Destruction of the endothelium or inhibition of NO synthesis significantly enhanced the response to ESera in this preparation. Moreover, similar results were obtained with cyclooxygenase-inhibition or K+ channels blocker were obtained with Chen et al.  and Niu et al.  suggest that the endothelium-denuded affect by NO via K+ channels involvement cyclooxygenase pathways.
Our study indicated a significant myorelaxant and supports the traditional use of fresh leaves by Ivorian physicians.
In conclusion, on the basis of beneficial effect of ESera in the literature and our own results of the experiments in the extract of the same species ESera induces a decrease of vascular tone. Once found ESera may be incorporated as antihypertensive agent for the improvement of the patients suffering from cardiovascular diseases.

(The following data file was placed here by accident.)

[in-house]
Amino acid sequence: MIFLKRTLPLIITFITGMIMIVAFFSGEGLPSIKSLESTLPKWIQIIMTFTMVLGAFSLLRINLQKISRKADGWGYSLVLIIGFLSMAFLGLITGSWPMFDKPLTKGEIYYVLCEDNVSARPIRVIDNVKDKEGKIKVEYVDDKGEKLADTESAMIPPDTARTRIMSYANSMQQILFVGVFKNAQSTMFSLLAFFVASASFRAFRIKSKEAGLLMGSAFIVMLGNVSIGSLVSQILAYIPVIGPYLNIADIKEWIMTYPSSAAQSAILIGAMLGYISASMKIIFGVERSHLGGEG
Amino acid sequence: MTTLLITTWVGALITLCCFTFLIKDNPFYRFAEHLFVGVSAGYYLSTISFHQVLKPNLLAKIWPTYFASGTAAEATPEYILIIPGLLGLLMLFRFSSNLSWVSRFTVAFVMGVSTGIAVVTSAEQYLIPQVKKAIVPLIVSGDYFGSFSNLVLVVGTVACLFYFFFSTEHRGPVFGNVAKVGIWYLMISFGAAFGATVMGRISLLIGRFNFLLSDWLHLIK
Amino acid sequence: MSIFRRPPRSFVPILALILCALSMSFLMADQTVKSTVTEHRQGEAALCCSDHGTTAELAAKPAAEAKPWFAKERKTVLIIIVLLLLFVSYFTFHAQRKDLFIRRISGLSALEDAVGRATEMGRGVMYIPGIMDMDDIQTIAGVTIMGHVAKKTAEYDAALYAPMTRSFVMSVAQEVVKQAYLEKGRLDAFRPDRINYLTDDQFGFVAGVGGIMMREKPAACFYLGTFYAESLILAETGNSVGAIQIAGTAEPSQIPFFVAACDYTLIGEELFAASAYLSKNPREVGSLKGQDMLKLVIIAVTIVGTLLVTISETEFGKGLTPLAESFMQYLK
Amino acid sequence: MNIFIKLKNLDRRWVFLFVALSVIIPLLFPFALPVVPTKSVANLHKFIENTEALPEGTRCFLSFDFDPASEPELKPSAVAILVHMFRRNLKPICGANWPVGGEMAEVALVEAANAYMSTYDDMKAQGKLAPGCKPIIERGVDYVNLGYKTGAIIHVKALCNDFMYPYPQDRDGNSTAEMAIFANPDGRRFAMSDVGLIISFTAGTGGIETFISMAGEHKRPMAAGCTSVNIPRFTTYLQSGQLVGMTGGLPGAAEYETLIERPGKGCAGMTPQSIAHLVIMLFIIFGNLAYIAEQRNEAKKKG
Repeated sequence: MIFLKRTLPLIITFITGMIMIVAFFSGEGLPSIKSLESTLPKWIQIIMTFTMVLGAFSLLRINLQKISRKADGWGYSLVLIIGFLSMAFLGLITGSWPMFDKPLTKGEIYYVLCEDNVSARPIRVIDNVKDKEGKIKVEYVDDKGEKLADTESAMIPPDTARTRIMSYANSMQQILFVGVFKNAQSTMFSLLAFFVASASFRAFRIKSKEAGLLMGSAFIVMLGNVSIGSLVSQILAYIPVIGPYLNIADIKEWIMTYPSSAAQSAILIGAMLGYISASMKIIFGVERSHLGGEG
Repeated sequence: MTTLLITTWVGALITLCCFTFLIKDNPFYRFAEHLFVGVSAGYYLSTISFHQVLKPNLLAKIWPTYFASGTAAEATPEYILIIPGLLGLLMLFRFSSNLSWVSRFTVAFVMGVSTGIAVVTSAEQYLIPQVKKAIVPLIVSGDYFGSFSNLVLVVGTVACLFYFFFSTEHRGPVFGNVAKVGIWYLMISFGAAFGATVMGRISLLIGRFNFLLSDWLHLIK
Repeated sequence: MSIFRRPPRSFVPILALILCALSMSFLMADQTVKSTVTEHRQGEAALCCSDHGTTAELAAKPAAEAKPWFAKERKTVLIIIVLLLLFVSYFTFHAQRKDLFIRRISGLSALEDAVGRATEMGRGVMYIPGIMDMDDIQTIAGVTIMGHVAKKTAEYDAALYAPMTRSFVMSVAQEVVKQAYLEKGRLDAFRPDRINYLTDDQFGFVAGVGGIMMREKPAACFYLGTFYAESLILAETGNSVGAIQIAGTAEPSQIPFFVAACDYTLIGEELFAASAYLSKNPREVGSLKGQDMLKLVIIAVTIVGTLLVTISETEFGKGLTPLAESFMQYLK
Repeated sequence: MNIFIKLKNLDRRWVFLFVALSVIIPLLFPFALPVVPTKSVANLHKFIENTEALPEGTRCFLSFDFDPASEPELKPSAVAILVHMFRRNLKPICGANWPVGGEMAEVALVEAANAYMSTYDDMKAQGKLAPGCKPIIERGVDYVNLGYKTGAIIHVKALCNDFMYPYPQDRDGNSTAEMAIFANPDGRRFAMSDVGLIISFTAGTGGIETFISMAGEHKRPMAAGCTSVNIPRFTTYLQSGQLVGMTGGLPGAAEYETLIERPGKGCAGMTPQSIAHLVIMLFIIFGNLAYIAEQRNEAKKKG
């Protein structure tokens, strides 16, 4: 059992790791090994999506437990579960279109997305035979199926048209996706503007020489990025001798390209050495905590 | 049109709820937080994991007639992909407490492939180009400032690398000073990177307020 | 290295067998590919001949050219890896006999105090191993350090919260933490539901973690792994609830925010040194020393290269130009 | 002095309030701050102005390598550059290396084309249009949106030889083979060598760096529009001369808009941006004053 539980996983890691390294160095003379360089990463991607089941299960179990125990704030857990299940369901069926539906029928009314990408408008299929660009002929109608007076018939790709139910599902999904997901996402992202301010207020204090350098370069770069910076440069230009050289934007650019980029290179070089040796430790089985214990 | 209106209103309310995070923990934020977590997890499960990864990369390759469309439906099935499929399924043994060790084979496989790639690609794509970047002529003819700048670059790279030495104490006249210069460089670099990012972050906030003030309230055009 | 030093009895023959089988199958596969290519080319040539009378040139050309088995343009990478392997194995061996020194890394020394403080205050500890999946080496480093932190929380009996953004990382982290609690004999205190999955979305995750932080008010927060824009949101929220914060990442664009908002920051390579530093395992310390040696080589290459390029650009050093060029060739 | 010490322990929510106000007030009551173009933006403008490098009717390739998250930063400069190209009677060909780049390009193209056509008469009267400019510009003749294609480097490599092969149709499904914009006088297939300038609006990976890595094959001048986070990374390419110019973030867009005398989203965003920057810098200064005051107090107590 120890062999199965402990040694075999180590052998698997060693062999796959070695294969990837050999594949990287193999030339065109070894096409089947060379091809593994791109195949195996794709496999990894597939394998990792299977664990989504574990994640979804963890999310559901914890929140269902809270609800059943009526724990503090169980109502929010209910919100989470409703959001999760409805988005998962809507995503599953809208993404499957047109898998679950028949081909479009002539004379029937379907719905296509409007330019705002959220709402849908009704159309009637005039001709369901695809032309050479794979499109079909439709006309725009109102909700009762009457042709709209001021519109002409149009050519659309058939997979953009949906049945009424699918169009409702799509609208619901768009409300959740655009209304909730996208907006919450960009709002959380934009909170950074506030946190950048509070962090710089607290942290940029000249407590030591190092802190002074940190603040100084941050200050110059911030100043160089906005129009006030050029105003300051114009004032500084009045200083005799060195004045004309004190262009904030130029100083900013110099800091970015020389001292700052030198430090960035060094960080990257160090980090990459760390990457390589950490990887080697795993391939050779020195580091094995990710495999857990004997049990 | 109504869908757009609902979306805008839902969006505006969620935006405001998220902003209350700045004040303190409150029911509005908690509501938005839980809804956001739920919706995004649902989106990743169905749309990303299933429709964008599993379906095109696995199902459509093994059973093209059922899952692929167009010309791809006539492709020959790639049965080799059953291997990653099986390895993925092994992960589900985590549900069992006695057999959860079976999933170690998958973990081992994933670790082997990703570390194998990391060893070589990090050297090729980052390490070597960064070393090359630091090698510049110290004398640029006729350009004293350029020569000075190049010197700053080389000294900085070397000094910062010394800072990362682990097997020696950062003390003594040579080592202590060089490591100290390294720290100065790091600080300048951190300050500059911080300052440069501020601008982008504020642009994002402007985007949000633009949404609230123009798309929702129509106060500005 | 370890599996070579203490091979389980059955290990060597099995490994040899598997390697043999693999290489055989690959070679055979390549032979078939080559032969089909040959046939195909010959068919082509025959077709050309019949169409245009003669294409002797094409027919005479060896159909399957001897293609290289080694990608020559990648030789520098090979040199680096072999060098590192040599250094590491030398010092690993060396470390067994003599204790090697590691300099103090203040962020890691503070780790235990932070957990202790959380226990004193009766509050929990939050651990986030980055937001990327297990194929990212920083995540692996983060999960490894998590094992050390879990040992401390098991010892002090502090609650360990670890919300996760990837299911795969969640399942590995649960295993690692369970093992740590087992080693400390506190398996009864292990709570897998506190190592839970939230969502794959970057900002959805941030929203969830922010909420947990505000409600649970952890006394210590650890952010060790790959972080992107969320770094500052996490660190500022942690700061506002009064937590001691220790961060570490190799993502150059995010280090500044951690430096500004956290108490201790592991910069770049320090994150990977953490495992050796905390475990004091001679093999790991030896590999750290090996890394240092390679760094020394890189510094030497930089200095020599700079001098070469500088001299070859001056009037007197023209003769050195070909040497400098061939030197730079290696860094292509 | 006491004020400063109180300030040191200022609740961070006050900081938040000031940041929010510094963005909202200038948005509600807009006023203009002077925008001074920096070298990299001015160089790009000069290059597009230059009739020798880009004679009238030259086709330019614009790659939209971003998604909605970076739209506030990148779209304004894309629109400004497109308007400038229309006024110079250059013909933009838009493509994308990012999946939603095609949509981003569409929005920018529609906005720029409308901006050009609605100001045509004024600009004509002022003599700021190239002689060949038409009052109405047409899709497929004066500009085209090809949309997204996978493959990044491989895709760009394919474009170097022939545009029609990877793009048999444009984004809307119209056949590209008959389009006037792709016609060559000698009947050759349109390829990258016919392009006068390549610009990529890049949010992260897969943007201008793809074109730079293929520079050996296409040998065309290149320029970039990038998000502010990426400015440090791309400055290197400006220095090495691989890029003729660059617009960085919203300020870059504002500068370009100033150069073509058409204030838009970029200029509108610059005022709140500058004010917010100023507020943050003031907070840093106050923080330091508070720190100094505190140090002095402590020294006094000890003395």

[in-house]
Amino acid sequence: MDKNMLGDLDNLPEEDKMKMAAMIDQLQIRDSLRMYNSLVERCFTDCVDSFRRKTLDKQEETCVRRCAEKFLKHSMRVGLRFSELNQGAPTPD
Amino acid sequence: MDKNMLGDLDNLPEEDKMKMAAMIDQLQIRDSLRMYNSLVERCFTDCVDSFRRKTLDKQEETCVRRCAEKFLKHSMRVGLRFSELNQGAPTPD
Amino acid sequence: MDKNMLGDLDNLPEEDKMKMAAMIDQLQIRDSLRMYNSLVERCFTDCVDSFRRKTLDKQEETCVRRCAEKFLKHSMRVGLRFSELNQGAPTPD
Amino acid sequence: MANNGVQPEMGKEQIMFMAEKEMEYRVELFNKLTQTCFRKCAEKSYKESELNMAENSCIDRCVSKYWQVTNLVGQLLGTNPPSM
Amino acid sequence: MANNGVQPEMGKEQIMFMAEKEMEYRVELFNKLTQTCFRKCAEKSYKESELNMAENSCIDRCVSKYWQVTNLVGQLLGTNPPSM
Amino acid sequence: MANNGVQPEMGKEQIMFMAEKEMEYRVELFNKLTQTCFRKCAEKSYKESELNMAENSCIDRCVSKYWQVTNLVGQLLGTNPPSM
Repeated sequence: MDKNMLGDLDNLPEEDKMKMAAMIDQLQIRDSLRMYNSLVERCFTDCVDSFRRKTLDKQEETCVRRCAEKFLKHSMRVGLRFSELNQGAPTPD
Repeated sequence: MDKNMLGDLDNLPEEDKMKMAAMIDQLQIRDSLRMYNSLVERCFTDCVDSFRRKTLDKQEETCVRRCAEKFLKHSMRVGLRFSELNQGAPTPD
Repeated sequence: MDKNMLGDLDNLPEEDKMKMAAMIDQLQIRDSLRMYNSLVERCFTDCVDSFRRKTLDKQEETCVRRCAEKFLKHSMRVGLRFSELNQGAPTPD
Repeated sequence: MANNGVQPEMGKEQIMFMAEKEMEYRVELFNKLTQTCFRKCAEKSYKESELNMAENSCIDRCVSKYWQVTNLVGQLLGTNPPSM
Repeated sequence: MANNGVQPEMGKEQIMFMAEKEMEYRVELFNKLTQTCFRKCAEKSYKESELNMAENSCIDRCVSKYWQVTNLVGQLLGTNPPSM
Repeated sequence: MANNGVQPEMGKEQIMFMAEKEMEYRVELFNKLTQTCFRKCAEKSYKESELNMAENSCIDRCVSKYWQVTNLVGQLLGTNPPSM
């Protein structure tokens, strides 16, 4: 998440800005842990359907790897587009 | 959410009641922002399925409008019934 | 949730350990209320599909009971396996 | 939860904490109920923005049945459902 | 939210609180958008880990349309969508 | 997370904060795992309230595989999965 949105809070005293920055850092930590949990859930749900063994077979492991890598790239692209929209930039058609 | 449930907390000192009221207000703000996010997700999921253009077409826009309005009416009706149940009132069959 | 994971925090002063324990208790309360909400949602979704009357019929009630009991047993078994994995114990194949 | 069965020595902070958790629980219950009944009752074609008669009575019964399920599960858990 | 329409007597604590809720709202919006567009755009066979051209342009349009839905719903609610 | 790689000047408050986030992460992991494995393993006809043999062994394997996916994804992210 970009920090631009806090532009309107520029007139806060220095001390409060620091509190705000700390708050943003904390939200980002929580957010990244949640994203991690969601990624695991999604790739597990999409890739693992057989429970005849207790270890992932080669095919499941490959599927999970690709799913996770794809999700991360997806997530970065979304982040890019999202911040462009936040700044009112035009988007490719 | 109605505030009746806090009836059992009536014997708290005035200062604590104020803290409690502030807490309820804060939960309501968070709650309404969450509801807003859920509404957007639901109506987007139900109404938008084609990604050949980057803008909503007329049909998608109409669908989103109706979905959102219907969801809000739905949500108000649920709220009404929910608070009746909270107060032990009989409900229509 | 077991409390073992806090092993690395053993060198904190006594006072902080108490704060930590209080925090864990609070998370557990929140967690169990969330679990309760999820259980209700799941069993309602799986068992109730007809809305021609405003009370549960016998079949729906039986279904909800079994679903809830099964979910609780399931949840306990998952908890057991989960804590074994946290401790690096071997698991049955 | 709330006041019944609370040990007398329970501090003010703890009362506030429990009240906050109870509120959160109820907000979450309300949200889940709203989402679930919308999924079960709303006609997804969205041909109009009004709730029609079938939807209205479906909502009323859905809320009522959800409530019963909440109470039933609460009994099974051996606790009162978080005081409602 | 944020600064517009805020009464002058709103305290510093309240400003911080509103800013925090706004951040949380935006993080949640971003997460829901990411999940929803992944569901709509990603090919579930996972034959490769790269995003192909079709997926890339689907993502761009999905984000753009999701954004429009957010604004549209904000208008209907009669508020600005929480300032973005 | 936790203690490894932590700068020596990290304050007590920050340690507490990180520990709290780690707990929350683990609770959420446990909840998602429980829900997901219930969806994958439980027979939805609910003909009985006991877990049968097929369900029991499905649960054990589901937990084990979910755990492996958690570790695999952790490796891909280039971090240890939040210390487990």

Chemical and pharmacological studies are now in progress to isolate and to characterize the constituents responsible for such effects, and also to investigate in more detail the mechanisms underlying the relaxant action of the active principle (s) of ESera in GPAPs.
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The pre-publication history for this paper can be accessed here:http://www.biomedcentral.com/1472-6882/8/23/prepub
The authors are indebted to Professor Aké-Assi Laurent (Laboratory of Botany, Unité de Formation et de Recherche -Biosciences, University of Cocody at Abidjan, Ivory Coast) for botanical identification of Sesamum radiatum Schum. & Thonn. (Pedaliaceae).
The authors declare that they have no competing interests.
All authors contributed equally in the study.